13 Career Lessons From This Female Powerhouse

It might not be as rock'n'roll as running a fashion brand, but there are plenty of women out there doing impressive things. The youngest and only female chief executive of a London broker, Sam Smith has transformed finnCap into one of the leading and fastest-growing independent brokers in the city – masterminding its debut on the London Stock Exchange junior market in 2018. Here she tells us some of the lessons she’s learnt throughout her illustrious career…
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Getting a job when you’re young will help prepare you for the world of work. I grew up in a small town called Selsey in West Sussex and studied economics and accounting at Bristol. But I’ve always worked since my mid-teens – starting out by serving breakfast at the Tesco canteen to working in my grandparents’ bakery running the lunch service. In reality, it was these experiences which were far more helpful in preparing me for work, rather than university. 

Giving a great interview requires a lot of preparation. Try to figure out some interesting and insightful questions that will help you stand out, too. When you’re in the room, build rapport with the interviewers and learn about the importance body language – first impressions really are very important.

Building a good business is a marathon, not a sprint. Having started my career in finance at private client broker JM Finn where I set up a corporate finance team, in 2007 I led a partial buy-out of that division which formed finnCap and became the CEO. Three years later, when we became the number one broker on AIM, we completed the buyout of the rest of JM Finn’s stake, going on to pursue an IPO on London’s AIM market in 2018 by merging with M&A firm Cavendish Corporate Finance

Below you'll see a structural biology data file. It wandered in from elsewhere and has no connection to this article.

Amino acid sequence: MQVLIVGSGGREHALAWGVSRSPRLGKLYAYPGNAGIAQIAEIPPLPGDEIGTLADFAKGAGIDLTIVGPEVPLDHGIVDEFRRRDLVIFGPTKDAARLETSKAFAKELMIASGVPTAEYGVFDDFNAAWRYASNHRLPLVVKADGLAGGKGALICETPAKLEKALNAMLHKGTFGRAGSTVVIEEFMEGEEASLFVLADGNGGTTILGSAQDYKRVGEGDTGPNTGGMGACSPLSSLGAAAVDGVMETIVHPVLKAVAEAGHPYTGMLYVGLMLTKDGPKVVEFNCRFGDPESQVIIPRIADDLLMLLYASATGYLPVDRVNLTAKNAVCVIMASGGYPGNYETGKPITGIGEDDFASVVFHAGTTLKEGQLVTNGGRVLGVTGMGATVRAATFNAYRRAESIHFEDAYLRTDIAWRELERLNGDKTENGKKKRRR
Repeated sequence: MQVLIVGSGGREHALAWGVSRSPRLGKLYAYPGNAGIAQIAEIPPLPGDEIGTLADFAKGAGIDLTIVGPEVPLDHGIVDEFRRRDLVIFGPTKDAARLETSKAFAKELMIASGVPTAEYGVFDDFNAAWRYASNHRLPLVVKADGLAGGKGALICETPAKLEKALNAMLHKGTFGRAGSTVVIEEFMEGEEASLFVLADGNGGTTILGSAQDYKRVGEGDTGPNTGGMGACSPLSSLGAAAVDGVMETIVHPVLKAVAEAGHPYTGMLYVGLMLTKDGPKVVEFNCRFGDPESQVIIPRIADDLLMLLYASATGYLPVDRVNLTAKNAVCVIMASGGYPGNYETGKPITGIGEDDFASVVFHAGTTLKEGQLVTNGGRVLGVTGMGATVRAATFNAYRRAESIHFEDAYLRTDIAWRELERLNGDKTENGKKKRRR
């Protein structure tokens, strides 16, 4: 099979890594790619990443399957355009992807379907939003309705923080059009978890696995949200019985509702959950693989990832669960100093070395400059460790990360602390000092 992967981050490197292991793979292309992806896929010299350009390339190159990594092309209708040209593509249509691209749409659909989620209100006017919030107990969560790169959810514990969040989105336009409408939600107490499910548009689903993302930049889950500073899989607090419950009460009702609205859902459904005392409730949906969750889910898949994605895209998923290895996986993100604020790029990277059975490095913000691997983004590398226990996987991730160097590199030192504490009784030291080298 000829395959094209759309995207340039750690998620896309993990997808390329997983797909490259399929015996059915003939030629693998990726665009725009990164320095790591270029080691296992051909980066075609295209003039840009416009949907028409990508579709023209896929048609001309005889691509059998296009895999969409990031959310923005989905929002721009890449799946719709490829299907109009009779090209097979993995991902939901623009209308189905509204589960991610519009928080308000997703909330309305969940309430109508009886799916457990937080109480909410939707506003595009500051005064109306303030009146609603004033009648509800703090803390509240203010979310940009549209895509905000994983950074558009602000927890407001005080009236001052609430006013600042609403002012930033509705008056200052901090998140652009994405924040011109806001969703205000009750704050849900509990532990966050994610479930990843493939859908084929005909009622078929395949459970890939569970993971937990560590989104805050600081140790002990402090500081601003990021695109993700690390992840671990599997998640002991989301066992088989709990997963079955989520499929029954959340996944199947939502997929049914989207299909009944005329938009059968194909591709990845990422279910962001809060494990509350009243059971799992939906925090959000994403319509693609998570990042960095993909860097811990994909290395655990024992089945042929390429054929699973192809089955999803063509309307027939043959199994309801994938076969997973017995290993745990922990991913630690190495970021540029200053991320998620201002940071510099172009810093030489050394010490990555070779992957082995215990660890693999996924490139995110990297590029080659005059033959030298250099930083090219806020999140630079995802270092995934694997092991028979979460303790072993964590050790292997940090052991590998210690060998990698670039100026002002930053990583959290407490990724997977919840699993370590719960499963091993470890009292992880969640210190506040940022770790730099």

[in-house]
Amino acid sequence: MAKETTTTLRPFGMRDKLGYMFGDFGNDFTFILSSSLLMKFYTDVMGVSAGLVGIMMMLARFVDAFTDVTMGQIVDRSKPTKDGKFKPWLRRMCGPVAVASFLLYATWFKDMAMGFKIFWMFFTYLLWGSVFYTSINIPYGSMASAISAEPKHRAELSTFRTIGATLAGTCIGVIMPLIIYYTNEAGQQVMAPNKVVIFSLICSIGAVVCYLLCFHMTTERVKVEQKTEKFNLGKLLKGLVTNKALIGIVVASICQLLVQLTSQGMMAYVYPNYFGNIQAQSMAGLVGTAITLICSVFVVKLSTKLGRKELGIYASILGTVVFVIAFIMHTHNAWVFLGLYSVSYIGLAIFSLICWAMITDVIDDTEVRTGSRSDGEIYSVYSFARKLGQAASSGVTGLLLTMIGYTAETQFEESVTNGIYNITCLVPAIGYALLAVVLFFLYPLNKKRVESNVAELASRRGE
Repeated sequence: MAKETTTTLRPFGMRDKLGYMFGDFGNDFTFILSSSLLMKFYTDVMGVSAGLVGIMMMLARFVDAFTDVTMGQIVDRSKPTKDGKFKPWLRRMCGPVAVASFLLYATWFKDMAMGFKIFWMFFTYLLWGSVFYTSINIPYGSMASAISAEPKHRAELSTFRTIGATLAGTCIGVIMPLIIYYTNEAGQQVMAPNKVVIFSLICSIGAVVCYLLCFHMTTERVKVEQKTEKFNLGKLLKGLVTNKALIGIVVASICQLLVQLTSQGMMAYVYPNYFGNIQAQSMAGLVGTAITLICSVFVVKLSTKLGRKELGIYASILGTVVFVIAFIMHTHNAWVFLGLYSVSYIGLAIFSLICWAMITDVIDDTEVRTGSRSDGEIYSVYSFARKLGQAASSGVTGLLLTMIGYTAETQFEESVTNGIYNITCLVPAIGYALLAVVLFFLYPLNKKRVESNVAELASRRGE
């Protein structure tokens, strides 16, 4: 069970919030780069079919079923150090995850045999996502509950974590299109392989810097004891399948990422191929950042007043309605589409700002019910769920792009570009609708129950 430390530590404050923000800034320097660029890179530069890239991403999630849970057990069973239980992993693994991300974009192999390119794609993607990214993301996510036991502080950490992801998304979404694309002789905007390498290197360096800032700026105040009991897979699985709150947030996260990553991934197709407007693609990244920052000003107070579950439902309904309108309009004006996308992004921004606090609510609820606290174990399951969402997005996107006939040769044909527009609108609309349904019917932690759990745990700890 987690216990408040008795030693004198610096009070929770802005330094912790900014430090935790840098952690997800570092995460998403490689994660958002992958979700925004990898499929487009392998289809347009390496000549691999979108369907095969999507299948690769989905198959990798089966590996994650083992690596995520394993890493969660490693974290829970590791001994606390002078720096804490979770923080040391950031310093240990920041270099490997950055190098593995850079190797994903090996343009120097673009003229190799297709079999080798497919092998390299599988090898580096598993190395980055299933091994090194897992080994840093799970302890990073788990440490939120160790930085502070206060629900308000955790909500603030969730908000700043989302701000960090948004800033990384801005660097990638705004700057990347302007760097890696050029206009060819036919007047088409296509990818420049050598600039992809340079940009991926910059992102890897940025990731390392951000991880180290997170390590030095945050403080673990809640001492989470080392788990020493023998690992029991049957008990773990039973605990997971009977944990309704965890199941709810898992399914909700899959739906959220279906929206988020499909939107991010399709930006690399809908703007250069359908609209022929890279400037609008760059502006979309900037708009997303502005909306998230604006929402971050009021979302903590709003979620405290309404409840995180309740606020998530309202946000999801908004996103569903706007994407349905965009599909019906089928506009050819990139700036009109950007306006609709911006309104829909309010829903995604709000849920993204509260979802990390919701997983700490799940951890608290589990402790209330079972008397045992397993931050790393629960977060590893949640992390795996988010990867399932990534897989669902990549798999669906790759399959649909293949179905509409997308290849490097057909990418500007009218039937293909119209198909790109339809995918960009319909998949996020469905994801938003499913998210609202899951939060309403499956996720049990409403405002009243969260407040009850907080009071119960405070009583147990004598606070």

Motivation comes from loving what you do and feeling valued. It’s why developing a culture that’s flexible, supportive and nurtures talent is crucial. Regardless of where people sit within the company, everyone has helped to transform finnCap into a firm that, in 2007, was made up of just 10% women. Today, 40% women make up our workforce. To foster this kind of progress you really have to believe in your gut and don’t give up. 

Setbacks are inevitable – it’s how you deal with them that counts. Be open and honest and take ownership of your mistakes. Everyone makes mistakes, but it is what you do about them and how you move on that is important. All setbacks teach you something about yourself and help you to improve. If you can, try to take a positive from every negative.

Commitment, hard work and resilience are the main drivers of success. Networking also allows you to get as many different views as possible to help work out what you think is the right thing. Sometimes the smallest piece of advice can make the biggest difference.